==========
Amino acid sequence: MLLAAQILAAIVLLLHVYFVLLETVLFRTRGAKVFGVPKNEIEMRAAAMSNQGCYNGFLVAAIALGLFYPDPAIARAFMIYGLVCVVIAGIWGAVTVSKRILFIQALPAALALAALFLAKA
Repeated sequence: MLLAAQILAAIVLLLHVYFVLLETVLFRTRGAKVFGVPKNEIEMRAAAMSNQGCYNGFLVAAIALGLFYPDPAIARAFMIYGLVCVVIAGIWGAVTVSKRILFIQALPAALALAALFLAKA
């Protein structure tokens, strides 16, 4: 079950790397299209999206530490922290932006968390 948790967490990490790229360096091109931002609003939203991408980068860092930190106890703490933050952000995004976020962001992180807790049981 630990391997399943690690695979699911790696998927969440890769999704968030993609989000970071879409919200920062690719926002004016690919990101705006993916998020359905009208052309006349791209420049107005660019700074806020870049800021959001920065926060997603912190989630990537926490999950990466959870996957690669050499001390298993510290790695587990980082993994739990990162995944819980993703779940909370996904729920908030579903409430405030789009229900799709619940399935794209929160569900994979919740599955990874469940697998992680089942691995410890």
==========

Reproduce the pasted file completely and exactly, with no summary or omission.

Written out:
Amino acid sequence: MLLAAQILAAIVLLLHVYFVLLETVLFRTRGAKVFGVPKNEIEMRAAAMSNQGCYNGFLVAAIALGLFYPDPAIARAFMIYGLVCVVIAGIWGAVTVSKRILFIQALPAALALAALFLAKA
Repeated sequence: MLLAAQILAAIVLLLHVYFVLLETVLFRTRGAKVFGVPKNEIEMRAAAMSNQGCYNGFLVAAIALGLFYPDPAIARAFMIYGLVCVVIAGIWGAVTVSKRILFIQALPAALALAALFLAKA
């Protein structure tokens, strides 16, 4: 079950790397299209999206530490922290932006968390 948790967490990490790229360096091109931002609003939203991408980068860092930190106890703490933050952000995004976020962001992180807790049981 630990391997399943690690695979699911790696998927969440890769999704968030993609989000970071879409919200920062690719926002004016690919990101705006993916998020359905009208052309006349791209420049107005660019700074806020870049800021959001920065926060997603912190989630990537926490999950990466959870996957690669050499001390298993510290790695587990980082993994739990990162995944819980993703779940909370996904729920908030579903409430405030789009229900799709619940399935794209929160569900994979919740599955990874469940697998992680089942691995410890």